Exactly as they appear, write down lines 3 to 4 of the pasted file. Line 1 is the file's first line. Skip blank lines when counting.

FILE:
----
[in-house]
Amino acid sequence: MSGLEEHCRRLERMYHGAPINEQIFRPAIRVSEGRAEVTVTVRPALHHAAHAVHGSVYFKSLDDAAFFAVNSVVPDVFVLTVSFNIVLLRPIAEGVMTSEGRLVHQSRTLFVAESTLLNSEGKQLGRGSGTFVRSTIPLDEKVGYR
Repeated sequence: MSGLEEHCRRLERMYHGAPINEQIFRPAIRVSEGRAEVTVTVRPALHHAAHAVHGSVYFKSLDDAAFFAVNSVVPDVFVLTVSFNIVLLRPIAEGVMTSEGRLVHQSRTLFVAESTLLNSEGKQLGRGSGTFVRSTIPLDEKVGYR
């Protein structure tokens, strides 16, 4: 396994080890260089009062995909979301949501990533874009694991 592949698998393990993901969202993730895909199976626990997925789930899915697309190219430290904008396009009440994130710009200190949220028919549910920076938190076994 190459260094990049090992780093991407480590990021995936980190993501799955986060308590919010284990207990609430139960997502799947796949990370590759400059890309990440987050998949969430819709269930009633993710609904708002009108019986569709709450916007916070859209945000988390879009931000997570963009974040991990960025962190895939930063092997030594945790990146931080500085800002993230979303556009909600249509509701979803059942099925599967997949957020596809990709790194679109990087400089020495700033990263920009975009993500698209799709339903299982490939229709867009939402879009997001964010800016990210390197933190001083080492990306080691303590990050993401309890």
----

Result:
Repeated sequence: MSGLEEHCRRLERMYHGAPINEQIFRPAIRVSEGRAEVTVTVRPALHHAAHAVHGSVYFKSLDDAAFFAVNSVVPDVFVLTVSFNIVLLRPIAEGVMTSEGRLVHQSRTLFVAESTLLNSEGKQLGRGSGTFVRSTIPLDEKVGYR
């Protein structure tokens, strides 16, 4: 396994080890260089009062995909979301949501990533874009694991 592949698998393990993901969202993730895909199976626990997925789930899915697309190219430290904008396009009440994130710009200190949220028919549910920076938190076994 190459260094990049090992780093991407480590990021995936980190993501799955986060308590919010284990207990609430139960997502799947796949990370590759400059890309990440987050998949969430819709269930009633993710609904708002009108019986569709709450916007916070859209945000988390879009931000997570963009974040991990960025962190895939930063092997030594945790990146931080500085800002993230979303556009909600249509509701979803059942099925599967997949957020596809990709790194679109990087400089020495700033990263920009975009993500698209799709339903299982490939229709867009939402879009997001964010800016990210390197933190001083080492990306080691303590990050993401309890």